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Wednesday, May 20, 2015

Carrier SDN: Networks as Agile as the Cloud

Operators need more agile ways to deliver network services if they’re to fully realize the benefits of cloud computing. And many see Carrier Software-Defined Networking as the way forward.

Enabling Carrier SDN
Most of us know that remarkable gains in creating and deploying new services efficiently and at scale have been made in the cloud computing community. But in the network operator community we also know that a significant impediment to delivering new services with the agility of the cloud is the rigidity of the networks we deploy and the processes we use to define and instantiate the services.

Vendors have expended a great deal of effort in recent years to enhance network flexibility. Solutions have begun to appear that address parts of the problem, but they have typically been constrained to a particular function or domain and have not actually solved the overall agile service delivery problem for networks.

I’ve just had the opportunity to study the new Alcatel-Lucent Network Services Platform (NSP) and believe it has attributes that will interest operators who aspire to deliver services in a new way by enabling Carrier SDN.

What it is
The NSP is a unified solution that creates agility in network service delivery. It brings efficiency and flexibility to the front-end problems of new service creation and the immediate downstream problems of operating those services efficiently and intelligently in a multilayer, multidomain, multivendor network. It does so in a unified and holistically designed solution.

What I liked about it
NSP breaks the OSS/BSS logjam in network service creation. It uses open RESTful APIs northbound for OSS and BSS integration and important data modeling standards and templates for network and service representation. Services and networks are represented once to multiple OSS and BSS applications, eliminating the need to define the same service multiple times to different modules so they can talk to a range of vendors’ platforms.

1. NSP associates service policies and tenant contexts with newly defined services, and applies them broadly across the target network infrastructure. We analyzed development of a new bandwidth calendaring service by a representative operator and discovered that NSP brings improvements over 50 percent in both time and resources definition compared to present modes of operation.

2. As service templates travel southbound they’re converted by a versatile mediation engine into the semantics and formats needed to work with each IP/MPLS and optical network platform being managed. This auto-conversion dramatically simplifies and streamlines the provisioning process for service offerings across network layers, vendors, and domains.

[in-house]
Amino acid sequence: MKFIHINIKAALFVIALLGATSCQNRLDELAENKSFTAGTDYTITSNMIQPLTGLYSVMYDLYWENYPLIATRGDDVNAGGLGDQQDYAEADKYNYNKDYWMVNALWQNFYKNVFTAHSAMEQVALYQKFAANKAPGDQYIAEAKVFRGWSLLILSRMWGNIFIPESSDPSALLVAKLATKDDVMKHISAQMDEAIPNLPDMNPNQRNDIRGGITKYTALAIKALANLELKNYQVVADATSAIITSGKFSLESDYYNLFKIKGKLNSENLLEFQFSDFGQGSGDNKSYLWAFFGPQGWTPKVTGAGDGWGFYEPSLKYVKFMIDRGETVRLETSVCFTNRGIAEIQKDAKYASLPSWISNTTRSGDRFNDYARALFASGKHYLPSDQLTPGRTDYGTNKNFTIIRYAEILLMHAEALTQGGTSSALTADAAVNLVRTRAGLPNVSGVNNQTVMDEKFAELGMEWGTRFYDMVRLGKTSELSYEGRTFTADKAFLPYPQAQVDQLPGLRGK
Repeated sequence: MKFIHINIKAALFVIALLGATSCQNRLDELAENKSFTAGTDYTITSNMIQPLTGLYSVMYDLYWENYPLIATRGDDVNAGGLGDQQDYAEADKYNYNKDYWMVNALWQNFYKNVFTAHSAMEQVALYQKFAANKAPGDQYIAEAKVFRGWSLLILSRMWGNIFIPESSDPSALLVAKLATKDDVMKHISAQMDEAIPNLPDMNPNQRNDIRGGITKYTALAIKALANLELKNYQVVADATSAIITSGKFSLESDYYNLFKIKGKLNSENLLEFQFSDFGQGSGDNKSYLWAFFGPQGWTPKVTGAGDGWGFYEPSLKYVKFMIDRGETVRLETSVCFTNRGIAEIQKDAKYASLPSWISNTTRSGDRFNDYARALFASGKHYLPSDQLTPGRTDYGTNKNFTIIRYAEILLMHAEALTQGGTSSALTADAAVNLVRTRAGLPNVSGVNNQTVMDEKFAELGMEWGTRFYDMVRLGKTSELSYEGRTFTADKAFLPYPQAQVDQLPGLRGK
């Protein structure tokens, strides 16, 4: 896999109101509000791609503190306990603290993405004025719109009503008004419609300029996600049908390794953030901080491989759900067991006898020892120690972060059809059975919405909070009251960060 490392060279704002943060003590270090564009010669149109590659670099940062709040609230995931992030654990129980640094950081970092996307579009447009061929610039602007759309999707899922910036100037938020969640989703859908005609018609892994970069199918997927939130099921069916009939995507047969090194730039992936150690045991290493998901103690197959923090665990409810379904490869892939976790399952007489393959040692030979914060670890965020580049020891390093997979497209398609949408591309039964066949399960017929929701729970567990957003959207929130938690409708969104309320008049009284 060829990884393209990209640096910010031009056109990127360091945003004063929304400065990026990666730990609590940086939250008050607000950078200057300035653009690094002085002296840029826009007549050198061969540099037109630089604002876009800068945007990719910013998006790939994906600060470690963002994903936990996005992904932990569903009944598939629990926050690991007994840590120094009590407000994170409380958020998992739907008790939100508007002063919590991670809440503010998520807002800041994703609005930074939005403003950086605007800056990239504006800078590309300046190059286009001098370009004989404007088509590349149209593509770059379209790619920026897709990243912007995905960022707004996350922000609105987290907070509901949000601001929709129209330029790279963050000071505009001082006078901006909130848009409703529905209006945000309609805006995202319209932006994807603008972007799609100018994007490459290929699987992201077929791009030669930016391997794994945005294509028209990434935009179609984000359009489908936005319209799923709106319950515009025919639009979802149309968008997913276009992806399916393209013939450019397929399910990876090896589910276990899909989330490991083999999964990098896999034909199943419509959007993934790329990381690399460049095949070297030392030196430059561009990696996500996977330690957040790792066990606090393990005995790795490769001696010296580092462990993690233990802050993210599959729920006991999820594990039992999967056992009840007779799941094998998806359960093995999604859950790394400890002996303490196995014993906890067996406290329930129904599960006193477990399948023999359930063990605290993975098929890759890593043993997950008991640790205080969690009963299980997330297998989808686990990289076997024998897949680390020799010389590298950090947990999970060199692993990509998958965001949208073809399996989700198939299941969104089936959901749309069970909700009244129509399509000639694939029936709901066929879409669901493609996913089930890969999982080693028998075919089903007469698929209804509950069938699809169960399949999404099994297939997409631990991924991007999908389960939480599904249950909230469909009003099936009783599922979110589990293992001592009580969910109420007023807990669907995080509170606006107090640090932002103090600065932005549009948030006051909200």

3. Communication southbound with NSP is supported by multiple important multivendor standard protocols:
• OpenFlow, future, where used

Special cases for vendor CLI support are also included for simplification.

4. NSP bridges the gap between service automation and network optimization. On-demand service provisioning becomes network-aware and makes best use of available network assets during service placement. Dynamic network optimization uses network and service health to drive changes that ensure ongoing service quality and network efficiency.

5. Alcatel-Lucent has integrated functionality derived from 1,000s of operator deployments in both optical and IP/MPLS layers to enhance NSP’s value. For example, three distinct path computation engines are available to meet operator requirements:
• Packet-oriented PCE (PCE-P) for use with IP/MPLS paths
• Optically-oriented PCE (PCE-T) for use with optical paths
• Multilayer PCE (PCE-X) for use in multilayer path optimization

PCEs define paths in line with service policies at provisioning time, and KPIs are monitored in real time to determine if adjustments of any sort are called for as operations progress.

6. Alcatel-Lucent has incorporated unique and innovative algorithms for resource optimization. For instance, self-tuned adaptive routing for LSPs helps the network adapt allocations in real time according to policies and service delivery needs, producing further efficiencies and revenue-generating capacity.

The NSP seems to supply a missing link in solving the wide area network agility problem by leveraging the benefits of Carrier SDN. service providers will be interested in how its combination of functions has the right attributes for turning WANs into agile service delivery platforms. And it’s likely to be a major contributor to many operators looking to make their networks as agile as the cloud.

Paul Parker-Johnson

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